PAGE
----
11.09.2020-The Importance of IT Risk in the Language of Business

The Importance of IT Risk
in the Language of Business

Kevin Campbell | November 9, 2020

November’s theme is RISK, and this week’s article is:

The Importance of IT Risk in the Language of Business
Kevin Campbell | November 9, 2020

It would be an understatement to say that today’s CIO is unfamiliar with risk!  I am confident that if IT risk was low on the priority list at the beginning of 2020 it is now firmly positioned at the top or very close to the top of the list today.  Pandemics certainly have a way of re-prioritizing things for you!

But IT risk is not new.  Caren Shiozaki, a fellow Fellow and superb CIO and leader, presented a series of articles last month on cyber-security, probably the most poignant topic today that illustrates risk in our digital world.  Cyber-security aside, IT risk has been and presently surrounds us in practically everything we do as IT professionals and that IT risk translates very clearly into business risk.  …and business risk is the language each CIO must master as we speak to our company’s executive management team and/or Board of Directors.

Experienced CIOs know – as evidenced by the many skinned knees and scars that we carry – that it would be unwise to walk into a Board meeting and start off a presentation on IT risk by stating, “An exposure exists with our firewalls going EOL in 3 months.  We would be unable to geo-fence any URL originating from a domain not already white-listed within our ASA configuration tables.”  Accurate statement?  Sure.  Understandable by the average Board member?  Not a chance.  …and at the end of the day the CIO exits the meeting and wonders why the IT Department did not get the funds they were requesting for such an obvious risk exposure.

So, once again, the lesson is learned: the language of IT does not translate into the language of the Board, or even the business.  To have meaningful discussions every CIO must be able to translate the IT topic du-jour to the language of business and in doing so discuss the particulars of the topic in that vernacular.  This is especially true when discussing the very nebulous topic of RISK.

One key to presenting any type of risk to your business colleagues is by using a common set of vocabulary and a common yardstick to measure one risk against another.  This is obviously common sense, but how many times is it overlooked?  One of my favorite sayings is, “Never overlook the obvious.”  However when organizations address risk there always seems to be a disconnect between how risk is identified, interpreted, measured, and how it is ranked by each line of business, each department, and each discipline.  I propose that these disconnects are directly related to inadequately establishing that common understanding of terms and not establishing a common, measurable scale (the “yardstick”) to compare all risks and to easily prioritize that which is most impactful to a business.  Simple enough, but I predict a disproportionately large amount of time will be spent among all the participants initiating any risk management effort to establish that common vocabulary and yardstick.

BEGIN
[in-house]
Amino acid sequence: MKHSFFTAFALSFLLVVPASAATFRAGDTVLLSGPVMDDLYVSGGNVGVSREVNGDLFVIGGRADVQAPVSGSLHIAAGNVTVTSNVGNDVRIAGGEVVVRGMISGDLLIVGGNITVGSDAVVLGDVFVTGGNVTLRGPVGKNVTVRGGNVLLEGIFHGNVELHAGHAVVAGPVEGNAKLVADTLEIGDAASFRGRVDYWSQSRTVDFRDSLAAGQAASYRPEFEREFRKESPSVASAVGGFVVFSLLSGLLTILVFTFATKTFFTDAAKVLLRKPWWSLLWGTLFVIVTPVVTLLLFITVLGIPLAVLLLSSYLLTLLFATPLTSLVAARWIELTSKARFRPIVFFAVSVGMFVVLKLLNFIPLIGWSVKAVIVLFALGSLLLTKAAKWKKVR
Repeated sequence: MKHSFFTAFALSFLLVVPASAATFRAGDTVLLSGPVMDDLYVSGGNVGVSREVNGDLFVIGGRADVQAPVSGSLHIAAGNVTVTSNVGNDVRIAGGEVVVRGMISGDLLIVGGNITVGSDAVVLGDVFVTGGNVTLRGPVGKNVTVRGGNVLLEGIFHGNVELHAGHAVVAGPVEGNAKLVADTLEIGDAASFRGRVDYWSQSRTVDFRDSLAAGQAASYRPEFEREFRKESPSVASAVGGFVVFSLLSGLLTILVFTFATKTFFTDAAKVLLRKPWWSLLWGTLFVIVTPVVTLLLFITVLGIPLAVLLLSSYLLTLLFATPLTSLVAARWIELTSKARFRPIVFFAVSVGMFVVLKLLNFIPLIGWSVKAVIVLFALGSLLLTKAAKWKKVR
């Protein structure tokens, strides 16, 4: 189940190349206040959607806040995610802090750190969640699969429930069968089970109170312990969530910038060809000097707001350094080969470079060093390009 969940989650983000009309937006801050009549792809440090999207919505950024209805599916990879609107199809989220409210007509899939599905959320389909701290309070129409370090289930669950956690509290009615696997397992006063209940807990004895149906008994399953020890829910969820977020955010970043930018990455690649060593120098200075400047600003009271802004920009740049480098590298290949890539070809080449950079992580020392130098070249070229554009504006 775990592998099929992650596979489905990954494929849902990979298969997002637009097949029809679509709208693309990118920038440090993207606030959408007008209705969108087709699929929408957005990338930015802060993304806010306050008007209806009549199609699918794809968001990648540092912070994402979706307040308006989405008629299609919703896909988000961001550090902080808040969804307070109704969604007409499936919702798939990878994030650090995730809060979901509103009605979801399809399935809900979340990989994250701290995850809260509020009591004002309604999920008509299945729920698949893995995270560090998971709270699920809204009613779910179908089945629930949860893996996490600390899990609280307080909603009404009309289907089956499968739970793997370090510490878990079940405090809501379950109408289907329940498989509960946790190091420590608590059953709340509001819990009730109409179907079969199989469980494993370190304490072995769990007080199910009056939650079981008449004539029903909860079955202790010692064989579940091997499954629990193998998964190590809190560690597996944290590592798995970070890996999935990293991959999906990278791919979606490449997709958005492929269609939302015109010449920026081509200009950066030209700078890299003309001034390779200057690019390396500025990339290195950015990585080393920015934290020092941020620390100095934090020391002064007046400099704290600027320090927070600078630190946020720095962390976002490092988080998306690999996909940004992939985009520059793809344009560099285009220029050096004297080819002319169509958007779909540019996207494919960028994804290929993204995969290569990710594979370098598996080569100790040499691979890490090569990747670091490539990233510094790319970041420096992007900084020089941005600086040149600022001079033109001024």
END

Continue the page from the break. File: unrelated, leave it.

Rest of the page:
If your thought right now is that your company already does this and produces the annual Risk Register Traffic-Light Report, then please reconsider.  No Board member or CEO wishes to be presented with an 18 page report containing 112 risks where the first 28 have a small, red traffic-light image next to them.  They are all critical and they all must be done.  Why?  Well, we don’t know but they do have a small image of a red traffic light next to them!

Put yourself in the shoes of that CEO.  What they need to know is the quantifiable impact of that risk to the business if no action is taken.  What will be the level of pain to the company?  How do IT risks compare to all other discipline risks?  Which do we address first?

Key questions, all.  Next week I provide some thoughts on risk quantification.  Stay tuned.


…and one more request: No more traffic light reports, please!